School psychologists may also evaluate students to determine their need or eligibility for special educational programs or social services. If a student is proving to be especially gifted or is requiring additional attention in the classroom as a result of a learning disability, the psychologist may perform an evaluation in order to determine the best method to address the student's performance.
These evaluations may be completed by the school psychologist working alone or as part of a larger assessment team. Not surprisingly, dealing with issues such as ADHD have become common for many school psychologists in recent years.
Communicating with parents and guardians is another important responsibility undertaken by school psychologists. Psychologists often reach out to parents to let them know of the problems that arise with their child and can help parents develop a plan to address issues faced by their student. If the conflict is between the student and a member of their family, the school psychologist may serve to mediate any issue that may be impacting the student's academic performance.
School psychologists also work with teachers and administrators to address issues that impact more than one student, such as bullying or abuse. The psychologist may assist with the development of school-wide programs and campaigns, and may prepare presentations tailored to different classes or age groups.
Another task of a school psychologist is to write referrals for students with serious, ongoing mental problems that require in-depth care or treatment that cannot be provided by the educational system. Parents or guardians may need assistance coordinating services for those students needing more than counseling to resolve their problems. School psychologists are also responsible for alerting the appropriate authorities in the event that physical or sexual abuse, neglect or criminal activity are suspected or alleged.
As part of their education and training, school psychologists take coursework in both psychology and education to be equipped to interact with students, families, teachers, administrators and other mental health professionals. To be permitted to work as a school psychologist, an individual must complete a four-year Bachelor’s degree and a graduate degree from an accredited psychology program at a college or university.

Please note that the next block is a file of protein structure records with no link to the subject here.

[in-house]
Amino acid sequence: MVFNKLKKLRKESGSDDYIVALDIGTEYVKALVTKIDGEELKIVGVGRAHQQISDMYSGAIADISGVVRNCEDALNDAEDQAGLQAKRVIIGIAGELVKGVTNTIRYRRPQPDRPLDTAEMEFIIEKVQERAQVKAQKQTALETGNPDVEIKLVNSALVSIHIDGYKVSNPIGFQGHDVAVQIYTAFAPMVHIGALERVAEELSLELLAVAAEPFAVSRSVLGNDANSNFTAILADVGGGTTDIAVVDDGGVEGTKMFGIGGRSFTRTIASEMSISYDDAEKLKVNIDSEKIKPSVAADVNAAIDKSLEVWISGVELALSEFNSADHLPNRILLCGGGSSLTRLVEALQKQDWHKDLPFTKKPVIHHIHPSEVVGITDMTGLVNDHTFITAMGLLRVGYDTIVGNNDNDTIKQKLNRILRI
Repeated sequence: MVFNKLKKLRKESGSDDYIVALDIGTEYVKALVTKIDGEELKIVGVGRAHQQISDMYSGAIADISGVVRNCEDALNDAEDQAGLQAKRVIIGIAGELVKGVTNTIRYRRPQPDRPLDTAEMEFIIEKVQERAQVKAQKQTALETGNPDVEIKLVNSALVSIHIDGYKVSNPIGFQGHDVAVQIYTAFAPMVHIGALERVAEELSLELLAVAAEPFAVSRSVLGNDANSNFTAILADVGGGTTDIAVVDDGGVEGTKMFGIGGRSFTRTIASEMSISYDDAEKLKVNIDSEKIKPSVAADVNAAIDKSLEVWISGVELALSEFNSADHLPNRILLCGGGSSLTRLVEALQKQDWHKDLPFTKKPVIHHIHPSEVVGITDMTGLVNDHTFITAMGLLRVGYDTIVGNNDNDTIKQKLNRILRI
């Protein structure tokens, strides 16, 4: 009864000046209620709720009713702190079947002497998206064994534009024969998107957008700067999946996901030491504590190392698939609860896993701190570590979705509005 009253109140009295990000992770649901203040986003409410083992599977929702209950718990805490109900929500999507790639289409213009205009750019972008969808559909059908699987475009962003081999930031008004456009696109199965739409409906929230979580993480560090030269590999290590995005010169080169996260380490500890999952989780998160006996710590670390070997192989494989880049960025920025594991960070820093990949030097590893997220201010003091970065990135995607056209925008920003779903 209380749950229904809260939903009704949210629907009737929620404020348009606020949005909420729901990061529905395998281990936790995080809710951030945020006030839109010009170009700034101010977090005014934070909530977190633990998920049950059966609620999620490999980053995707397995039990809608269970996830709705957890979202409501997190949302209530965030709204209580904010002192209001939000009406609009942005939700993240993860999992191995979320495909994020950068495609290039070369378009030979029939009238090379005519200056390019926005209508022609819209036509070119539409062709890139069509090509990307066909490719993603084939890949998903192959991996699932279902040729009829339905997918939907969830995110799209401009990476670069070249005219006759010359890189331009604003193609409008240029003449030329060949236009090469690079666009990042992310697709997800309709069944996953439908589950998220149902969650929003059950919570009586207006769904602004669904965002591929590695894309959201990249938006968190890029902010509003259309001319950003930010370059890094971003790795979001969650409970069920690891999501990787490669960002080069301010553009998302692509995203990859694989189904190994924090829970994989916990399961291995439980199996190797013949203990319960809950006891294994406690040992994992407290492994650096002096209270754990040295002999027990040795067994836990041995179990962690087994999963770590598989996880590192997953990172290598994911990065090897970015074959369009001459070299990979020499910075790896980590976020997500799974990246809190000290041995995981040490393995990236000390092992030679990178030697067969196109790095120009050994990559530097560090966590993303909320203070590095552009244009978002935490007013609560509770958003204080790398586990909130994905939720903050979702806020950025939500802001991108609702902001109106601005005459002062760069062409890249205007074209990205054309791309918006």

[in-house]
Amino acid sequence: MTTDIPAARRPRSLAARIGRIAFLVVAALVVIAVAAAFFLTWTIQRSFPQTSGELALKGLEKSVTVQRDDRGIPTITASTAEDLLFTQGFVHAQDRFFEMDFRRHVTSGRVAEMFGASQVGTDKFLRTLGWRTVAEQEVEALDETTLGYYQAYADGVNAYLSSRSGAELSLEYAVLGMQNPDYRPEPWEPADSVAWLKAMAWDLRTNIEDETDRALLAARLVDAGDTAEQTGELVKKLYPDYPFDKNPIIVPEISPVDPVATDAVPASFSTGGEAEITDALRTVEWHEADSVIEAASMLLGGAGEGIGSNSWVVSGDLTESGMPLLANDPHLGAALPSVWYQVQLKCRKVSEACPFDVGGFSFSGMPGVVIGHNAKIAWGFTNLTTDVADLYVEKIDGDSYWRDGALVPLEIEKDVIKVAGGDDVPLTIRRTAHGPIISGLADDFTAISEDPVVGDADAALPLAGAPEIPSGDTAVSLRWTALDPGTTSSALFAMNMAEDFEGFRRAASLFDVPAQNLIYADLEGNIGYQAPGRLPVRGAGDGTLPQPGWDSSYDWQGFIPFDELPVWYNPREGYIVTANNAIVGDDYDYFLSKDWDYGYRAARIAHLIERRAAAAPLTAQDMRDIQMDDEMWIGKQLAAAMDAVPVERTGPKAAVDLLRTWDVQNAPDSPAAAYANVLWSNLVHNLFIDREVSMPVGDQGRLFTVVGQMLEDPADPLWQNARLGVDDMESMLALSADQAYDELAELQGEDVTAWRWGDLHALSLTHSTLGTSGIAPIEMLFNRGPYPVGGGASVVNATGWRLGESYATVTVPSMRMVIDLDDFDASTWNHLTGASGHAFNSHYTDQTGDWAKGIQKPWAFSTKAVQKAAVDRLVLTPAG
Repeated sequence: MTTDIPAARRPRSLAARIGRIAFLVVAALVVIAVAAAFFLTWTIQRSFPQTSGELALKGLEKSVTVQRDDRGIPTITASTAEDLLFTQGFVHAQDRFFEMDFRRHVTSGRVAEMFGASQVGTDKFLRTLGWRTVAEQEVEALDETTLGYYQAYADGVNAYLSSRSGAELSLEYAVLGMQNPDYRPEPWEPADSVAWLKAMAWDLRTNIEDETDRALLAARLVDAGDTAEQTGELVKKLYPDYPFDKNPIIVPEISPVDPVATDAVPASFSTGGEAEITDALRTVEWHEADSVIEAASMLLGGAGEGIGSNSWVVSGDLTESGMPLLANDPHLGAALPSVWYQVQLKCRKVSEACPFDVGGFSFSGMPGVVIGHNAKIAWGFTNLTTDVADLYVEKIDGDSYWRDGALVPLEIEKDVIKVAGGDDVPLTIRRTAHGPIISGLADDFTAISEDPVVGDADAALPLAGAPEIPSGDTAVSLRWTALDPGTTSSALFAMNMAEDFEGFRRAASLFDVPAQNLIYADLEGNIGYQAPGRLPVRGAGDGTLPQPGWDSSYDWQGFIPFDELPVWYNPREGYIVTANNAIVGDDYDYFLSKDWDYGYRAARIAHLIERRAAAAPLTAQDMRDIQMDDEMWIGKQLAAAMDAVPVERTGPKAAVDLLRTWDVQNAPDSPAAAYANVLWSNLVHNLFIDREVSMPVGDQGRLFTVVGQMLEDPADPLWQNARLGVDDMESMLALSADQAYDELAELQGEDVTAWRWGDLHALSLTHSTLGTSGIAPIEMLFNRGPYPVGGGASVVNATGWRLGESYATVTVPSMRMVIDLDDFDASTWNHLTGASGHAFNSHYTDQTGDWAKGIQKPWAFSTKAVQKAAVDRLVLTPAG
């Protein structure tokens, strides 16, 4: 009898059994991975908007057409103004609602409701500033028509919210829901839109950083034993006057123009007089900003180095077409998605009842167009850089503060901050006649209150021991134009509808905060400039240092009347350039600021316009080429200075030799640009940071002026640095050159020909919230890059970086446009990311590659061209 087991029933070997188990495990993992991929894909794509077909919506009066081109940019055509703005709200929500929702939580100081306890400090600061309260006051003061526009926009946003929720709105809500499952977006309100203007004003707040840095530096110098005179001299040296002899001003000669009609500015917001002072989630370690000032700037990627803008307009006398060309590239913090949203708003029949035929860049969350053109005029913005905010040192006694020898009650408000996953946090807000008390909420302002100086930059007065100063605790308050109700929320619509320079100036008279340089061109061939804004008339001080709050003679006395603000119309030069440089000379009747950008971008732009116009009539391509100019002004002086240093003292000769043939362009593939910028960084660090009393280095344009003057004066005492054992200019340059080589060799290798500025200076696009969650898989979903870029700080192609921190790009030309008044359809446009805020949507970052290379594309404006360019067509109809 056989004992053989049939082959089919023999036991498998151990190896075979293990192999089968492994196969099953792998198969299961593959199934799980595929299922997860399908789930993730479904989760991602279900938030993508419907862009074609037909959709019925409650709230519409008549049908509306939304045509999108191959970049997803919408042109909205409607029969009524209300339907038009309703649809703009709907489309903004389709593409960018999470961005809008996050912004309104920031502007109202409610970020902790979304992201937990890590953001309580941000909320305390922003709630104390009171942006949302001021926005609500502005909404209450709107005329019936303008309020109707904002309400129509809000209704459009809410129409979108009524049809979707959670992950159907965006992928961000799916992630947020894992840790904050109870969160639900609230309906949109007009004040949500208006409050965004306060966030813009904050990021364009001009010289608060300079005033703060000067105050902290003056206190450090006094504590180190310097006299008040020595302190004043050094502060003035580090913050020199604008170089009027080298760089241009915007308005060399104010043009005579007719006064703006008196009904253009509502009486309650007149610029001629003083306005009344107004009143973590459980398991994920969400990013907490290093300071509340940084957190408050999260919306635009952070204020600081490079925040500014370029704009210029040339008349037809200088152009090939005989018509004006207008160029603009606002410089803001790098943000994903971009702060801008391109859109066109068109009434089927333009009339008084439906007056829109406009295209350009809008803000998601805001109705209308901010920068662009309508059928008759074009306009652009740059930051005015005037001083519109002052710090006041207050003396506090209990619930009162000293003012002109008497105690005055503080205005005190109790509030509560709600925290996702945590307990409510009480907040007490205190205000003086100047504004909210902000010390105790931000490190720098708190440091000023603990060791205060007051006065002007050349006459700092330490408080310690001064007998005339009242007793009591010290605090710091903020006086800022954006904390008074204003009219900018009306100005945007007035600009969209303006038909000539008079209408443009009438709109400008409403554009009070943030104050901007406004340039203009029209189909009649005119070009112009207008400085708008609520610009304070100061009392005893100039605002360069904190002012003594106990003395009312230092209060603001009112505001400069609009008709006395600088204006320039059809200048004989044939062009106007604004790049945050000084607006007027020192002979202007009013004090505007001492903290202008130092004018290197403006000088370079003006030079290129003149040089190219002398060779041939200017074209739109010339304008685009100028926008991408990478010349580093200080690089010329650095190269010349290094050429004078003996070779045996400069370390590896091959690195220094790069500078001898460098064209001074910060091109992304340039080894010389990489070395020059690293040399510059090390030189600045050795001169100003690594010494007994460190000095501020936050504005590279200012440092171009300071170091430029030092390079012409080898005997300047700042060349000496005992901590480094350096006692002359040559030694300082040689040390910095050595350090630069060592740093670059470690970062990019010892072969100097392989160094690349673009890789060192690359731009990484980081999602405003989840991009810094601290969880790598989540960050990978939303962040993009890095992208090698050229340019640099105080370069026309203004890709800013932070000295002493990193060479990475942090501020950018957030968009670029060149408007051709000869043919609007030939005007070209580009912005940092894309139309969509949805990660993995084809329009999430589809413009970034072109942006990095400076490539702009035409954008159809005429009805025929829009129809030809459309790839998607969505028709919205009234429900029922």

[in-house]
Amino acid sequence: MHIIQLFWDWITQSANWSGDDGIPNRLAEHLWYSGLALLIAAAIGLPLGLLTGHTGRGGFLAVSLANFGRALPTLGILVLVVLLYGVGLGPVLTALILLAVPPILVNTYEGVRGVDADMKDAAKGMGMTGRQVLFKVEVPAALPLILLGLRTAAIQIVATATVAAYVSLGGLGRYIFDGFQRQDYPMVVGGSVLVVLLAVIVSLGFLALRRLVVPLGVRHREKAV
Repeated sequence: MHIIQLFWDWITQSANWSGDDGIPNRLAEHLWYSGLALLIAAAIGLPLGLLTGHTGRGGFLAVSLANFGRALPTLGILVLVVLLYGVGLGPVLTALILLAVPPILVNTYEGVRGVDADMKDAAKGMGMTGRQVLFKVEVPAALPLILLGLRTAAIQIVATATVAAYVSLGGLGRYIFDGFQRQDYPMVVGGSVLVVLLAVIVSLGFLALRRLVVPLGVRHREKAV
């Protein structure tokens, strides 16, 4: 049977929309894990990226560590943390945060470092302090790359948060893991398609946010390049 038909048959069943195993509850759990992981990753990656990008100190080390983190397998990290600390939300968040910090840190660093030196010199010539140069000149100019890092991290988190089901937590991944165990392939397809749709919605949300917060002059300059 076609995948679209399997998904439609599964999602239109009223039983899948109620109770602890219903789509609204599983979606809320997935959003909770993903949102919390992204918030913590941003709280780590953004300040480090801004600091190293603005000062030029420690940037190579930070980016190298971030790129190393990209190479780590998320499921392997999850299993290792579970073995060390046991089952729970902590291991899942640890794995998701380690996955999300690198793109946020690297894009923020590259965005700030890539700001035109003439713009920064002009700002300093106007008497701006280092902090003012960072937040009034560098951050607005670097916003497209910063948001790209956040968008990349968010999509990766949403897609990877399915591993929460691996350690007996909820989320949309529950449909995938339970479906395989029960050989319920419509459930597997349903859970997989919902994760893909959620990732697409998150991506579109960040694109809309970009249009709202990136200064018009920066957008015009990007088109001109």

While completing their graduate studies, students are also required to complete a 1,200-hour internship. If a student is looking to pursue a doctorate in school psychology, they will be required to complete a 1,500-hour internship during their studies in addition to their dissertation in order to receive their degree.
All fifty states require professional licensure of school psychologists. In addition to state licensure, there are many professional boards and organizations relating to this field, including the National School Psychology Certification Board and the National Association of School Psychologists. These organizations oversee professional accreditation and certification for school psychologists and school psychology educational programs.
The job market for school psychology is expected to grow substantially over the next 10 years. Many in the field are expected to retire which will make room for new positions. Salaries for school psychologists are contingent on amount of experience, level of expertise and the location in which the practitioner seeks employment.
Salary will vary based on state, as will the overall need for the position. The average salary for a school psychologist is $67,650, which equates to approximately $32.53 per hour. Entry level positions can be as high as $38,450 or $18.49 per hour, and those with more experience in the field can make up to $109,340 annually or $52.57 per hour.
The industries with the highest level of employment for school psychologists are Elementary and Secondary schools, Offices of Other Health Practitioners, and Individual and Family Services. The states with highest level of employment for this particular field are California, New York and Pennsylvania.
A position in the field of school psychology can be highly rewarding with the right amount of dedication. There are a variety of opportunities available for aspiring school psychologists as the industry is expected to grow in the coming years.